- Prevention of falls and fall-related injuries by enhancing muscle strength, balance, coordination, joint function, and endurance
- Increased opportunity for social interaction and an enhanced sense of well-being (14)(15)
Key Points to Remember When Exercising
- Elderly patients starting an exercise program should be screened to identify chronic disorders and determine the appropriate exercise for them.
- Exercise is inappropriate for only a few elderly people with unstable medical conditions. (15)
- Whether a complete pre-exercise medical examination is needed for those with chronic disorders depends on tests and clinical judgment.
- An exercise stress test may be recommended for patients with more than two cardiac risk factors.
- Doses of insulin and oral hypoglycemics may need to be adjusted in people with diabetes to prevent hypoglycemia during exercise. (16)
- Drugs that can cause orthostatic hypotension may need to be lowered to avoid exacerbation of orthostasis by fluid loss during exercise. Adequate fluid intake is essential during exercise for patients taking such drugs.
Older adults should aim to engage in moderate-intensity aerobic activity for a minimum of 30 minutes on 5 days of the week or vigorous-intensity aerobic activity for at least 20 minutes on 3 days of the week, in order to promote and maintain good health.
Unfortunately, only a small percentage of older adults in the United States meet these recommendations, and a significant proportion (28 to 34%) of individuals aged 65 to 74 are inactive. This inactivity contributes to higher medical costs, which increase with age.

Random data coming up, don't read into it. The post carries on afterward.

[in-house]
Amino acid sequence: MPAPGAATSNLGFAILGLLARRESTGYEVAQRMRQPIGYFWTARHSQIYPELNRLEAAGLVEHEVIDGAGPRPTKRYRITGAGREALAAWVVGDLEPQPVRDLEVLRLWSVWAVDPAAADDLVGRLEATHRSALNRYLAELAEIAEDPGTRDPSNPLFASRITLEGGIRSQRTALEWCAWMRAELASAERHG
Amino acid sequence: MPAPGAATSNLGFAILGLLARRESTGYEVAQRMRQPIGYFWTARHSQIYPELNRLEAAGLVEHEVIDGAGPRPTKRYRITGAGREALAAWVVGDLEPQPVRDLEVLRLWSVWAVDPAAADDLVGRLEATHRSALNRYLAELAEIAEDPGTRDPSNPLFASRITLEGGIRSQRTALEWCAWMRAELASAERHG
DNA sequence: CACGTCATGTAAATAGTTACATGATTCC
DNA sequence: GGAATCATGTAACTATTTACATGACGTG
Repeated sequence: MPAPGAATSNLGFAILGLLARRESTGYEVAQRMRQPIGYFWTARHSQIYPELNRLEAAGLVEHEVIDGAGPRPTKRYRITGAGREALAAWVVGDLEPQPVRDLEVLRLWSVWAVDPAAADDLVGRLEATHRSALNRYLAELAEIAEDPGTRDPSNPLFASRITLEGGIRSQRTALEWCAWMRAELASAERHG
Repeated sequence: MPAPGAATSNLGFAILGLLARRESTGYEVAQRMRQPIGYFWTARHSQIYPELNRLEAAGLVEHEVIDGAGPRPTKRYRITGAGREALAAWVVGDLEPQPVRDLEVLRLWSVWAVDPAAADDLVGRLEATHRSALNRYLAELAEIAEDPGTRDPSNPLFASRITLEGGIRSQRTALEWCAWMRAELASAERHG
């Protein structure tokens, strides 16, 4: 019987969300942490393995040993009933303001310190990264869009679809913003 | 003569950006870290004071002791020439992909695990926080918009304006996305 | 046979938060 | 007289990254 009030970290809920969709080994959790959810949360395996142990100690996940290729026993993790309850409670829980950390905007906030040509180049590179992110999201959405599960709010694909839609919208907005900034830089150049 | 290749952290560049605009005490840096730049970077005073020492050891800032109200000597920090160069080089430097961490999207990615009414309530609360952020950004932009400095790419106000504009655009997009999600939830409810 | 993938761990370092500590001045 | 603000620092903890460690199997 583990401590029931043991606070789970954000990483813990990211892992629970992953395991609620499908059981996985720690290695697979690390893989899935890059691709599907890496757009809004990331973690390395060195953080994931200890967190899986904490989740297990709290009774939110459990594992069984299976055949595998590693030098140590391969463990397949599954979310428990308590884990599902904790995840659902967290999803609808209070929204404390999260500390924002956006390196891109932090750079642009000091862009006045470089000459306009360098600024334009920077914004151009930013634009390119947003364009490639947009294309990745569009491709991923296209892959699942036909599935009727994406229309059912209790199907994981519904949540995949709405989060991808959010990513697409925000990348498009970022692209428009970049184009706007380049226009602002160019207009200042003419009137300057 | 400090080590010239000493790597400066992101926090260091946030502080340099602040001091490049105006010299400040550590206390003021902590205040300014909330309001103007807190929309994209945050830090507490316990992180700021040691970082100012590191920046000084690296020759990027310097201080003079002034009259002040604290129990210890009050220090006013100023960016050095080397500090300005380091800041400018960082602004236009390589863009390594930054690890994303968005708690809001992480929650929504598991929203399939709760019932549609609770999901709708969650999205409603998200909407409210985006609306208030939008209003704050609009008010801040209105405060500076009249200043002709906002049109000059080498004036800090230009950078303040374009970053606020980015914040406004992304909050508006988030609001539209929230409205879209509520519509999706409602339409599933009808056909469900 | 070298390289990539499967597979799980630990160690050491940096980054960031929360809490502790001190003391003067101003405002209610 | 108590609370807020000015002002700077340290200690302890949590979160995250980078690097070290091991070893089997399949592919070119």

The elderly are less likely to exercise than other age groups due to various reasons, with the most common being physical limitations caused by health disorders. (17)
How much exercise is enough?
Start with 5 minutes of daily exercising and then slowly work up to 30 minutes per day.
Do I need to exercise even if I’m not overweight?
Regular exercising is important to maintain your healthy weight and reduce the health risks associated with obesity or a sedentary lifestyle.
I have several medical conditions. Is exercising safe for me?
If you suffer from a health condition, talk to your health professional about the precautions you need to take and what exercises you can perform safely without complications.
Which exercises are easy on the joints?
Here are some exercises you can do if you have joint problems: (18)
- Water walking
What exercises should be avoided by the elderly?
If you are aged 65 or older, it may be best to avoid the following exercises:
- Long-distance running
- Abdominal crunches
- Squats using dumbbells or weights
- Leg press
- High-intensity interval training
- Rock climbing
- Upright row
- Power clean
- Bench presses
Getting older doesn’t have to mean that you can’t work out or exercise anymore.
It is a common practice to slow down and become lenient about physical activity with age. This can be due to the development of a sedentary lifestyle with age or simply because of health issues. Such an approach only worsens your health condition.
So, with increasing age, you should exercise regularly for the various health benefits associated with it.